This is in continuation from the docker workshop blog.

Why the orchestration?

In the last blog post, we created docker containers and learnt that we could have multiples of those on the same machines or multiple machines, and have them provide High Availability for our applications. Sure, when you’re talking about a few containers, that’s feasible. But consider running 100’s and 1000’s of containers. Some of the basic issues you’d run into:

  • Since containers are, by definition ephimeral, meaning that they should die when they’ve served their purpose, and can be started and stopped at will without impacting users, in such a case, how do you ensure that dead containers come up instantly to replace dead containers as required?
  • Load balancing across 100’s of containers running on every node, on the host’s ports dynamically, on layer 7 would be extremely difficult to program.
  • Networking b/w containers running on different nodes would require complicated networking fir inter container communication.
  • Logically grouping containers from an application perspective would be near impossible.
  • The number of containers that can run on a node would be limited by the number of ports available on the node.

These are but very few of the reasons why an orchestration engine that coordinates containers and provides the functionality for them to work efficiently as a network of containers running services to power an entire application is required.


  • A running kubernetes cluster - this could be a local cluster, a docker desktop cluster, a cluster on some cloud provider etc.
  • kubectl cli - the kubernetes Command Line Interface to interact with your k8s cluster using commands
  • A little patience :)
  • We’ll be generating the kubernetes resource files ourselves in the following guide, but if you’re not feeling adventurous you can download all the resources we’re going to be using.

Note: The kubectl CLI may already be installed with docker desktop, but may not in your PATH. In windows it may be available at C:>Program Files\Docker\Docker\Resources\bin\kubectl.exe

Verify access to your cluster

  1. Try accessing your cluster and if the context is set appropriately

     $ kubectl get nodes   # this should respond with the list of available nodes.
  2. A deployment is a kubernetes resource that orchestrates the replication of pods using a pod selection method based on the pods labels. So for example if you deploy pods with label color=red, and you want to ensure that certain number of replicas are maintained across the kubernetes cluster at all times, deployments can enable this.

     # Method 1: Simple using the CLI - less control
     $ kubectl create deployment deploy-workshop --image=karankapoor/docker-workshop:latest  # this would simply create a deployment with the mentioned image with replicas set to 1. 
     # Method 2: Using the declerative approach, through a yaml file
     $ kubectl create deployment deploy-workshop --image=karankapoor/docker-workshop:latest --dry-run -o yaml > deploy-workshop.yaml   # this will create the yaml resource definition file for a deployment using the mentioned image.
    • Method 2: Editing the yaml file
     apiVersion: apps/v1
     kind: Deployment
       creationTimestamp: null
         tier: web   # take note of this label
       name: workshop-deploy
       replicas: 3   # increase the number of replicas to 3 - this is how many pods will be created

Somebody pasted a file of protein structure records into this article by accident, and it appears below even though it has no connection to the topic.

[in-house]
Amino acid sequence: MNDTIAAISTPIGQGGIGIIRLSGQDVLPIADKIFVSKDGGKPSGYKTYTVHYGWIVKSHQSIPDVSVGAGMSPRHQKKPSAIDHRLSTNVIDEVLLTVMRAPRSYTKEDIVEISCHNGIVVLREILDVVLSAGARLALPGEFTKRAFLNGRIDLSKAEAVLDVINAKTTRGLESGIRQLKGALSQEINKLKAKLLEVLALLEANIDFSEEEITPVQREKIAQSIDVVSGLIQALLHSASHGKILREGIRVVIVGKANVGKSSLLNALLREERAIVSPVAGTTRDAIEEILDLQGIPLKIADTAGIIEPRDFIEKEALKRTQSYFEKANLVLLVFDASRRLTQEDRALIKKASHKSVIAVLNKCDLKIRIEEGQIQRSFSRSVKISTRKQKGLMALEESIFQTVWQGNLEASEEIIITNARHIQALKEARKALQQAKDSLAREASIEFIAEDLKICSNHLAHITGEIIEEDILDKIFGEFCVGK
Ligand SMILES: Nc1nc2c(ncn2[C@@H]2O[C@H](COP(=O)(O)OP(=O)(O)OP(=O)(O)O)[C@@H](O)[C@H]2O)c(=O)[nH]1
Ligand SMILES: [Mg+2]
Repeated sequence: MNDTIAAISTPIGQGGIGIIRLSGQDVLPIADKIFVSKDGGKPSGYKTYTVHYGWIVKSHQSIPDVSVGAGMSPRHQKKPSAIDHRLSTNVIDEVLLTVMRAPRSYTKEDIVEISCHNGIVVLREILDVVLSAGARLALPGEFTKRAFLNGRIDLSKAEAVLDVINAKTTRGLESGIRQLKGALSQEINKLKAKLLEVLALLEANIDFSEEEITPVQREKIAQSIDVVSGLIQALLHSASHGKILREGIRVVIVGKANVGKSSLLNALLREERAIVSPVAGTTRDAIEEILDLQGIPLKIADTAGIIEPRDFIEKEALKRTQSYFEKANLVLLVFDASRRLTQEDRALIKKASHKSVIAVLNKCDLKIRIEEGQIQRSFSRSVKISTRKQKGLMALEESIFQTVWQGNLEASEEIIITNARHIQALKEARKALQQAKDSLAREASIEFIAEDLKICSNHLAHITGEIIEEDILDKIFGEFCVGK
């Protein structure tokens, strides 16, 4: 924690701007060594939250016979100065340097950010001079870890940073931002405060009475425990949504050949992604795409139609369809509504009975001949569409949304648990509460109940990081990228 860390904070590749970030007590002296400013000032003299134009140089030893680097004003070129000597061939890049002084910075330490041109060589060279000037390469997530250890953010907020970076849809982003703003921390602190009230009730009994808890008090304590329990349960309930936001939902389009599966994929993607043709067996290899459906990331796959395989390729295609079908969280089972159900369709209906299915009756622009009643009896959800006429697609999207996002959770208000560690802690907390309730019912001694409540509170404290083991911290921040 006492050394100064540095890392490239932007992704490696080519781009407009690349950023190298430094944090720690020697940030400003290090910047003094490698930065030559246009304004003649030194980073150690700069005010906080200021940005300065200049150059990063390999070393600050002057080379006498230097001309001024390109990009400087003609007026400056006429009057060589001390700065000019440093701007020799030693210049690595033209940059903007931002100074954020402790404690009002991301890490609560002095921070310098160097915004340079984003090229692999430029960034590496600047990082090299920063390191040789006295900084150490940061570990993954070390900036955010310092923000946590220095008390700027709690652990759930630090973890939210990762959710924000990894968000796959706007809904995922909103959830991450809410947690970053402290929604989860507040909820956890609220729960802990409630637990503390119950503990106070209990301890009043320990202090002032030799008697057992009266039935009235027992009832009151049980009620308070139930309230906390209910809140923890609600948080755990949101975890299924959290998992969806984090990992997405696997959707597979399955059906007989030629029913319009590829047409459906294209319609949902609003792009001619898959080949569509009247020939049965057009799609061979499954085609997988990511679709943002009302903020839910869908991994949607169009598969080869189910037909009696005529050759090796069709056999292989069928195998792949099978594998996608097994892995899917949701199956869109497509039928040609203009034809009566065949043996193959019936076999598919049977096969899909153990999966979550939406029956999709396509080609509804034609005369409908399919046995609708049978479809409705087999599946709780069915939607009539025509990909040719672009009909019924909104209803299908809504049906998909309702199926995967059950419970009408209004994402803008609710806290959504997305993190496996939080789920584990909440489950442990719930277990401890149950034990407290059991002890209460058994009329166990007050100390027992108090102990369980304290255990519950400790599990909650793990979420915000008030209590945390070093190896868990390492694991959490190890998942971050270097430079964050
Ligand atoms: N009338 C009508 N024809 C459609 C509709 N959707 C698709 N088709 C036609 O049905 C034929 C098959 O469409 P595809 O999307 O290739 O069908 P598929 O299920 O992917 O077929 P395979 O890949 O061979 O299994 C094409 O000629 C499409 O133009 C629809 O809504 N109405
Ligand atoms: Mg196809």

app: workshop-deploy
       strategy: {}
           creationTimestamp: null
             app: workshop-deploy
           - image: karankapoor/docker-workshop:latest
             name: docker-workshop
             imagePullPolicy: Never
             ports:   # Add this section
             - containerPort: 3000   # exposes port 3000 of the container 
             resources: {}
  3. Deploy these resources onto the container

     kubectl get deploy   # notice no deployments
     kubectl create -f deploy-workshop.yaml
     kubectl get deploy

    Notice the pods created by the deployment. There should be 3 pods.

     kubectl get po
  4. Expose all 3 pod instances containing the docker-workshop container on 1 port on the host machine using a NodePort Service resource on the cluster. Let’s use the declarative approach - the smart way

     kubectl expose deployment workshop-deploy --type=NodePort --port=3000 --target-port=3000 --dry-run -o yaml > service-workshop.yaml

    The added advantage of using this mechanism to expose the deployment is that it will automatically copy the labels from the deployment into the backend selection criteria in the service selector. The service by default in this manner would share the same name as the deployment, but you can change it in the yaml if you like.

  5. Deploy the service to the cluster

     kubectl create -f service-workshop.yaml 
  6. Get the NodePort on which the service is exposing all the pods created by the deployment.

     kubectl describe service workshop-deploy 
  7. In the response of the describe command, look at the nodePort and the endpoints section. The endpoint mentions the Cluster internal IP address of the pods where the service is running, while the nodeport mentions the port on which the service is exposed on the host machine.

And voila! In about 15 minutes, you’ve gone from a docker container to multiple replicas of the container running immutably across a cluster of nodes. Even if any of the pods or even the nodes die, kubernetes will ensure that your application is always running!!

Bonus, you can scale the number of backend pods up or down with a single command

kubectl scale deployment workshop-deploy --replicas=5

There’s plenty more to do,

  • Persisting storage shared across the pods
  • Service discovery
  • Load Balancing
  • Ingress and Egress etc.

Watch this space for more :)